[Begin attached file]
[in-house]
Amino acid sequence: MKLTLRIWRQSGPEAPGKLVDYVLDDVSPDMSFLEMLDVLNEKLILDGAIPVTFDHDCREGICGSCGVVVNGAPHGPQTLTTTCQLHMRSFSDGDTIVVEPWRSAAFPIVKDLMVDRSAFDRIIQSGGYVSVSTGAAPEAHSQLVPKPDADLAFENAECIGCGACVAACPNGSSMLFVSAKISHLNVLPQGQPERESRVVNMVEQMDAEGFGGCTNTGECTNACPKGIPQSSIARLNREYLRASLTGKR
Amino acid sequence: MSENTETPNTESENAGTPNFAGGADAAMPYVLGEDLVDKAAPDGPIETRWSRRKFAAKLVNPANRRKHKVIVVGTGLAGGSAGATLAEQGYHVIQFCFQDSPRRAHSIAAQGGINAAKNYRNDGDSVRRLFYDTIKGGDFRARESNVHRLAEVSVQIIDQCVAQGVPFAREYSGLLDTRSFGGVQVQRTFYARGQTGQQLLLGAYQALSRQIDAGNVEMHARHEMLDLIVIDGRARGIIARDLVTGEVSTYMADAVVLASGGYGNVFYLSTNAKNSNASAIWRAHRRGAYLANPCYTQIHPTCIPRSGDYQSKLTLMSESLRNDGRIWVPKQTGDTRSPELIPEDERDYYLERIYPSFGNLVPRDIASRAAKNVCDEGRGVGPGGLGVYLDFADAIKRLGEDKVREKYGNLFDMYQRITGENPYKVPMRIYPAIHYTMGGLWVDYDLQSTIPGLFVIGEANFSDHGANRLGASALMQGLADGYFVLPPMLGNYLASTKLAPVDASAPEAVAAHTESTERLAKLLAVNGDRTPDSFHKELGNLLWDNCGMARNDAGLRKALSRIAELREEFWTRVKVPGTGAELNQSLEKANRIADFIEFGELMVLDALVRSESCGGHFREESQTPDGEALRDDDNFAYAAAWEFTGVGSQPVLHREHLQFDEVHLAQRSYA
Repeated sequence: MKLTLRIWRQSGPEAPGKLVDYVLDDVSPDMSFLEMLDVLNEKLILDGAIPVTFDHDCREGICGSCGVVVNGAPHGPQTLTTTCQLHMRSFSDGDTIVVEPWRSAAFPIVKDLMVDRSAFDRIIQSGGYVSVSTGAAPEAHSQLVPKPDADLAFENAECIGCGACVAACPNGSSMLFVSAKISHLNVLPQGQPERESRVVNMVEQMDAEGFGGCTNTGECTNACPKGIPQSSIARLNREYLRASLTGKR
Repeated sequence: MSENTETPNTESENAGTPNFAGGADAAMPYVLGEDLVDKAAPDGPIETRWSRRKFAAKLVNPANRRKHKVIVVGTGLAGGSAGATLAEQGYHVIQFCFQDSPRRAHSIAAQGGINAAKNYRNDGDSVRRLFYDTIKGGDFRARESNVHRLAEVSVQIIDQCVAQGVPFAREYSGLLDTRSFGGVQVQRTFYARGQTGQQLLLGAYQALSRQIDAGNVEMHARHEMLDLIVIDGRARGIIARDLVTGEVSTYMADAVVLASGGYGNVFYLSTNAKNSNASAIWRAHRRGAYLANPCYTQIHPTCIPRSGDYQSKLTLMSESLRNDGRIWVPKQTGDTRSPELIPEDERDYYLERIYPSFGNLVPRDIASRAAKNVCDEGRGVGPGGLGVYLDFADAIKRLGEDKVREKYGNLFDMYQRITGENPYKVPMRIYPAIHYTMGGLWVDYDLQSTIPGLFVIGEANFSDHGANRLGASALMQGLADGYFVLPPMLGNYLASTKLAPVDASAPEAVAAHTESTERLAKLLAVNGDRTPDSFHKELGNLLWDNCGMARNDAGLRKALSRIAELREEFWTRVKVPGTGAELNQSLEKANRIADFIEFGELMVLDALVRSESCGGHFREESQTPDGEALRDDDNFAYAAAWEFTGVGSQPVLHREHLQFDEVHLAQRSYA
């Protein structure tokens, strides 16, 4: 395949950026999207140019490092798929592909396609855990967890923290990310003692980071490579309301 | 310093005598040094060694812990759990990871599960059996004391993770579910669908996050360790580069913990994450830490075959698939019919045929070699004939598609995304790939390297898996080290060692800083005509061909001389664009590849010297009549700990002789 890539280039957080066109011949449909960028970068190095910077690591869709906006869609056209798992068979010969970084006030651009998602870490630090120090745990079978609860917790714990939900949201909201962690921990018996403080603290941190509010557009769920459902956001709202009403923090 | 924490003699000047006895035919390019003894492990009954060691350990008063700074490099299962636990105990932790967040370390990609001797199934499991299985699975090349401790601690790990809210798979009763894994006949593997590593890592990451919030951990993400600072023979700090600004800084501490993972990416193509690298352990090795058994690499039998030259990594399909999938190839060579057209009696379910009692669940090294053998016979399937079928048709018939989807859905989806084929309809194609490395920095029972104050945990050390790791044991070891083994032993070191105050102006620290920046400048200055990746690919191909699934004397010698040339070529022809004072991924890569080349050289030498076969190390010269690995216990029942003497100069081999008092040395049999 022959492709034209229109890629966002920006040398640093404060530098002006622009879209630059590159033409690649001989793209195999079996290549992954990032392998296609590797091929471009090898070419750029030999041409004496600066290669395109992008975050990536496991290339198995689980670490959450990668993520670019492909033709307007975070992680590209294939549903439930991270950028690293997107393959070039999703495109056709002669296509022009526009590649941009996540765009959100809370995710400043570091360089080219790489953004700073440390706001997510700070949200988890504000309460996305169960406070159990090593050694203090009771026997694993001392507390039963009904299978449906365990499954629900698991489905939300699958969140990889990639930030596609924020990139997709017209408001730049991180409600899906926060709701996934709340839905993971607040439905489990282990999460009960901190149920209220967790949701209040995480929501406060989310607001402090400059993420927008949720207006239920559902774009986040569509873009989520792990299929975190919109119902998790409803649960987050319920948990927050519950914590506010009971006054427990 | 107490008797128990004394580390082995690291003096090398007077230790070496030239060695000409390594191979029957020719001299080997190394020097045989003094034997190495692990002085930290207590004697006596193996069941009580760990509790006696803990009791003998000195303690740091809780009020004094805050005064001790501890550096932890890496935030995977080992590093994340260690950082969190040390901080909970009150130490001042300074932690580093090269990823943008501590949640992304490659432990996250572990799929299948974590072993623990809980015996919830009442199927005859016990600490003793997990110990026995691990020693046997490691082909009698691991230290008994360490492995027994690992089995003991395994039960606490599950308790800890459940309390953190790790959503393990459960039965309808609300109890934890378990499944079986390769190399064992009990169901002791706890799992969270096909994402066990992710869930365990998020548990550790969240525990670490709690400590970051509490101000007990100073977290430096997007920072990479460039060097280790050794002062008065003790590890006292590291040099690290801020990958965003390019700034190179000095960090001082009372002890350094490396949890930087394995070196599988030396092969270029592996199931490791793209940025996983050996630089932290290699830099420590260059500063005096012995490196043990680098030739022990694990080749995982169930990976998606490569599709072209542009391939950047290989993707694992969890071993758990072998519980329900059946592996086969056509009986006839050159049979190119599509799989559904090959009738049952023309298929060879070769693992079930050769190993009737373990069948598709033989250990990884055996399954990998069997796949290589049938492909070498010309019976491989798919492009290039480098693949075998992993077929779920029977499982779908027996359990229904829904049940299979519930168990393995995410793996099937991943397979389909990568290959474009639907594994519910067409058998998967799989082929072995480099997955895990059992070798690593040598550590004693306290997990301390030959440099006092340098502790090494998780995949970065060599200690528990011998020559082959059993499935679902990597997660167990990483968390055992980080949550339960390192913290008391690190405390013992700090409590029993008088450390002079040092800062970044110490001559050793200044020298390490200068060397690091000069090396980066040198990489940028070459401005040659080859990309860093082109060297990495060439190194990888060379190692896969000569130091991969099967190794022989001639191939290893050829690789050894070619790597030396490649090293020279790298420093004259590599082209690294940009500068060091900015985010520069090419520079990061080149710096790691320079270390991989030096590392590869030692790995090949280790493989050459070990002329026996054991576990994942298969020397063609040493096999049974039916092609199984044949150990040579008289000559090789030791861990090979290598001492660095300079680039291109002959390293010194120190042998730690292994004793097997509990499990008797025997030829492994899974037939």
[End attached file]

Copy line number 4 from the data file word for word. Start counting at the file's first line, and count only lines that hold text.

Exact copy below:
Repeated sequence: MKLTLRIWRQSGPEAPGKLVDYVLDDVSPDMSFLEMLDVLNEKLILDGAIPVTFDHDCREGICGSCGVVVNGAPHGPQTLTTTCQLHMRSFSDGDTIVVEPWRSAAFPIVKDLMVDRSAFDRIIQSGGYVSVSTGAAPEAHSQLVPKPDADLAFENAECIGCGACVAACPNGSSMLFVSAKISHLNVLPQGQPERESRVVNMVEQMDAEGFGGCTNTGECTNACPKGIPQSSIARLNREYLRASLTGKR